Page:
The transition from college to my first job has been hella uncomfortable. Since I’ve started working, I’ve cried twice to my boss, I’ve sent emails to the wrong people, and during my second month on the job, I got so anxious that I stayed up until two in the morning in order to meet my deadline on time.
Being a podcast producer and working in the creative industry was not a job I thought I’d be doing once I graduated college. I thought it would take me years to build up to a role like this. So, that part has been great, but I also didn’t realize I was signing up to be rocked completely out of my comfort zone. For more than six months, I’ve been put through some of my most memorable growing pains yet, and I’ve been forced to embrace discomfort no matter what.
I remember my second week on the job realizing that college didn’t prepare me for any of this. “This” being the transition from college into my career. And when it comes to doing the job itself, college also didn’t teach me how to use my instincts to quickly do all the basic creative and technical tasks in my position nor did it teach me how to manage my time during a nine hour work day.
When I signed my offer letter, I remembered feeling so proud of myself and like I was blossoming with achievement because I landed this job within months before graduation. I was also the first person in my immediate family to graduate college. So, the other realization I had was that I was extremely blessed. Then the people in my life who graduated long before me would say, “Congratulations, Erianna! You are so lucky to have a creative job right out of college.”
That type of comment has affirmed me and has confused me at the same time. Every week in my job I’ve become more grateful, and also more deserving the longer I stay. But how do you ask for that recognition when there are all these people above you getting the credit? It’s tricky trying to prove your worthiness when you’re lower on the totem pole, and there are so many people above you that your work is supporting.
While I work my way up, I’ve had to learn some key lessons about navigating the work world:
Representation is vital. I didn’t know when I tattooed this saying on my wrist back in my junior year of college that I was actually going to be embodying it in real time. I’m one of few people of color at my job and the only Black woman in my position. For me, this kind of disparity has been empowering yet discouraging to work through sometimes. On a bad day, it feels like everyone is looking at me and deeming the uncomfortable look on my face as an attitude. But on a good day, it has fueled me and taught me how to pave a way for others that look like me and show them that they can belong in any room they aspire to be in.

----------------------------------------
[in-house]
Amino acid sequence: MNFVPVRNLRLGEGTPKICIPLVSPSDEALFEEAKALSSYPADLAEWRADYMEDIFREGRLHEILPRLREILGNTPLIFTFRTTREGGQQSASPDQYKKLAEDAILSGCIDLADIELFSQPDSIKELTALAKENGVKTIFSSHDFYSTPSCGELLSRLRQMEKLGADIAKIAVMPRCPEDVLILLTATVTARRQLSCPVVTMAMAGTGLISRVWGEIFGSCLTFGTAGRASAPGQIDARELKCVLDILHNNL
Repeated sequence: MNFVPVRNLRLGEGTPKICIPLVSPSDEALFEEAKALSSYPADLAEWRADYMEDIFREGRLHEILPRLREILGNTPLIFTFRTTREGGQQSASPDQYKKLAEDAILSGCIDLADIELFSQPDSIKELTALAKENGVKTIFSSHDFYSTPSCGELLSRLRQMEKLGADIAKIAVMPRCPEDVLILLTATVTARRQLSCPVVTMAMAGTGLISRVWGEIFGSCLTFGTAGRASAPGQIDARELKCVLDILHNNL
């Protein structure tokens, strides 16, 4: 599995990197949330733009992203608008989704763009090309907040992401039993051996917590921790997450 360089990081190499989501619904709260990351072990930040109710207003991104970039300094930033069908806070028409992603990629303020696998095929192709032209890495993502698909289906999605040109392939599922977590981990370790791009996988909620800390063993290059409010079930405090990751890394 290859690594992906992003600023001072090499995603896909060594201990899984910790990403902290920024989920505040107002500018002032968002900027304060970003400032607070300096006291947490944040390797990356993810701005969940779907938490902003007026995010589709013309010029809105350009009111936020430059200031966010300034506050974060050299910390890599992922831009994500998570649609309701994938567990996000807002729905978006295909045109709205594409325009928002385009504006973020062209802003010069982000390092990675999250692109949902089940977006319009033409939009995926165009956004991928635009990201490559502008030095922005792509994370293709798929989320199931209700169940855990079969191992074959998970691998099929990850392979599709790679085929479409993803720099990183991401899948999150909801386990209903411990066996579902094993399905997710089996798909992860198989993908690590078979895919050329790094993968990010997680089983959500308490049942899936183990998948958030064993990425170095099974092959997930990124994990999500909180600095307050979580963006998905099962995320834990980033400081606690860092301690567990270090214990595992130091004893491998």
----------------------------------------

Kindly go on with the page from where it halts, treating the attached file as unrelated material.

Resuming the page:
You’re responsible for your own wellbeing. While catching COVID-19 is the biggest health scare right now, catching the cold or flu can be just as severe. In November, I caught a common cold that turned into a flu. It took me a full week to recover, and about four days of rest to get rid of the virus. Unfortunately, I got so sick I had to take two days off of work, and in my office PTO, or paid time off, is both sick and vacation. This is unfortunate because when you think of PTO, you imagine yourself actually relaxing and enjoying things that have nothing to do with your job. But I had to sacrifice that opportunity in order to heal myself. Another thing I didn’t realize: When you’re salaried, you only acquire so much PTO at a time. For me, two days of PTO converts to two months worth of work. It will take two more months to acquire that time back and a year at my job to even get two solid weeks off. You really do have to expect for unexpected things to come up, and make your health a priority even if it means letting go of a weekend with your best friends in LA.
The age gap is real. Coming out of college into a career is pretty exciting because you’re “the young one” with a fresh perspective on things. I’m the youngest person at my job and there have been times where the generational divide has worked in my favor. For example, I suggested an idea for a podcast episode to make it even more worthwhile for listeners and it worked. But there have been plenty of other times when my supervisor has turned those ideas down and I’ve had to surrender. I’ve had to learn not to let this discourage me from sharing all the bright ideas in my head. I have to simply be aware of where other people are coming from. We are all trying to bring our lived experiences, beliefs, and knowledge to the table and come up with things to make the work more meaningful.
So far in this journey, I’m learning that whatever side of this I wake up on in the morning, and right before I open my laptop – I have to remind myself that I’m right where I need to be – in my own head and in the real world.
Whether you’re graduating, still in college, or applying to jobs right now, I want you to know that whenever this transition takes place for you, you cannot forget to show yourself some compassion, grace, and patience. The new version of you is going to come out and you’ve got to be there to see yourself through.
Follow Erianna’s story on IG for more snapshots from her life.